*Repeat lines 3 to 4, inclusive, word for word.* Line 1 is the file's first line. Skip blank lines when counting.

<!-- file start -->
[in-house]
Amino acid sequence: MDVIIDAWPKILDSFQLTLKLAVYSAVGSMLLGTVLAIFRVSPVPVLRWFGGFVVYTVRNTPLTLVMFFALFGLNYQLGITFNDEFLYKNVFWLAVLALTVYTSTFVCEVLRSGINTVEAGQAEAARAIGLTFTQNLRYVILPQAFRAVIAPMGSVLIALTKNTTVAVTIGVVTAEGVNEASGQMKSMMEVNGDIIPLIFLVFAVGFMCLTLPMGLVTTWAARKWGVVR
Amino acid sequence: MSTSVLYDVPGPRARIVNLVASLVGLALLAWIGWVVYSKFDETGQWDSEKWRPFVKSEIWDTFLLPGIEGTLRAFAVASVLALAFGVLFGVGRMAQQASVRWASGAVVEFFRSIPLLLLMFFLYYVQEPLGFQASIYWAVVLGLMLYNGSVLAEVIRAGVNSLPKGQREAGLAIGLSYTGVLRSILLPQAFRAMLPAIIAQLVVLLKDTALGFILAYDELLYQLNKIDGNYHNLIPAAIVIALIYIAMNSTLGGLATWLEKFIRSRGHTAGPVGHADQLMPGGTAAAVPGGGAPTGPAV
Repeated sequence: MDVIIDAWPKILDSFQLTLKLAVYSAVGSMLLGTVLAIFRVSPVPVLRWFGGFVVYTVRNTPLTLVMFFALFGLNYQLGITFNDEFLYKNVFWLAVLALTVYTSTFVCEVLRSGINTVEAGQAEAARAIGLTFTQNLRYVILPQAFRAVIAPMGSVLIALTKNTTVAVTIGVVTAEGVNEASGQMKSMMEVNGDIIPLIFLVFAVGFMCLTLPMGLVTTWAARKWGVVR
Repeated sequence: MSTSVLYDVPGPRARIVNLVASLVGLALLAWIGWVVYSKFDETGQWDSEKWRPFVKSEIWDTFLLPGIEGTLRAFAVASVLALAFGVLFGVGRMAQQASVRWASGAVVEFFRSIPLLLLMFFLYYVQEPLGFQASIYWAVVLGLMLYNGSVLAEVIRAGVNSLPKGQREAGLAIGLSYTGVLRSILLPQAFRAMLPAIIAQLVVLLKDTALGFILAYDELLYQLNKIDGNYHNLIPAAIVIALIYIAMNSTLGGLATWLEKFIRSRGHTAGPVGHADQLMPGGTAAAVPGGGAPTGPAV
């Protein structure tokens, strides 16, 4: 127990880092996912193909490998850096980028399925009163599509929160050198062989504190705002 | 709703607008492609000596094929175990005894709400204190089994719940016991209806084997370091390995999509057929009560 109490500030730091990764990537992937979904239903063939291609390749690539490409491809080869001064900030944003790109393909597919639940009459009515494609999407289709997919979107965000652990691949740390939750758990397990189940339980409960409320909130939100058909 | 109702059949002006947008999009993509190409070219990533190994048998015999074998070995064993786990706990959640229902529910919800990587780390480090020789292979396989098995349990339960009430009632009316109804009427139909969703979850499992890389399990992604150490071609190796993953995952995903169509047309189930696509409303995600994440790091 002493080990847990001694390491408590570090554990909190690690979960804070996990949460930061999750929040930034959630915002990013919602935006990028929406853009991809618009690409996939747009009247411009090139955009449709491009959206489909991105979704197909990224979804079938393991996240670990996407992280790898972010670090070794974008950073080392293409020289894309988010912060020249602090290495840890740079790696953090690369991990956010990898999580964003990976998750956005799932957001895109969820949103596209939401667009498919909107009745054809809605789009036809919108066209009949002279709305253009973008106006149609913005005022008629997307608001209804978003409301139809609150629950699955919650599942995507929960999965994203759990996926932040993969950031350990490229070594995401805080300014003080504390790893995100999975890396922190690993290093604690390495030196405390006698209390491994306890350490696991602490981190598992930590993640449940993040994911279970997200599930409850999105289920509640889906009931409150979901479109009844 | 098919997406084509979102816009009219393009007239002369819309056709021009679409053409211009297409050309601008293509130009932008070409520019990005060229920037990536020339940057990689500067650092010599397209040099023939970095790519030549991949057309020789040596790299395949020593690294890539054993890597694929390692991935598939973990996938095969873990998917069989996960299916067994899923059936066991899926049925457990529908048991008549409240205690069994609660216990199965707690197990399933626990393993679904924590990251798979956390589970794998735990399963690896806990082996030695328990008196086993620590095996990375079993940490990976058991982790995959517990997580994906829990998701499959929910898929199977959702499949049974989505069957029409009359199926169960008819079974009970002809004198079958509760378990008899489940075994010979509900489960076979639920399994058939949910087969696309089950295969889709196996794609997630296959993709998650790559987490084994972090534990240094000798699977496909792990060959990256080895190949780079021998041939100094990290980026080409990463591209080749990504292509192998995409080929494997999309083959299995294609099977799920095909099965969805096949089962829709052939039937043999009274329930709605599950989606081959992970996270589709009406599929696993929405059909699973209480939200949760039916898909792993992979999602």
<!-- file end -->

Amino acid sequence: MSTSVLYDVPGPRARIVNLVASLVGLALLAWIGWVVYSKFDETGQWDSEKWRPFVKSEIWDTFLLPGIEGTLRAFAVASVLALAFGVLFGVGRMAQQASVRWASGAVVEFFRSIPLLLLMFFLYYVQEPLGFQASIYWAVVLGLMLYNGSVLAEVIRAGVNSLPKGQREAGLAIGLSYTGVLRSILLPQAFRAMLPAIIAQLVVLLKDTALGFILAYDELLYQLNKIDGNYHNLIPAAIVIALIYIAMNSTLGGLATWLEKFIRSRGHTAGPVGHADQLMPGGTAAAVPGGGAPTGPAV
Repeated sequence: MDVIIDAWPKILDSFQLTLKLAVYSAVGSMLLGTVLAIFRVSPVPVLRWFGGFVVYTVRNTPLTLVMFFALFGLNYQLGITFNDEFLYKNVFWLAVLALTVYTSTFVCEVLRSGINTVEAGQAEAARAIGLTFTQNLRYVILPQAFRAVIAPMGSVLIALTKNTTVAVTIGVVTAEGVNEASGQMKSMMEVNGDIIPLIFLVFAVGFMCLTLPMGLVTTWAARKWGVVR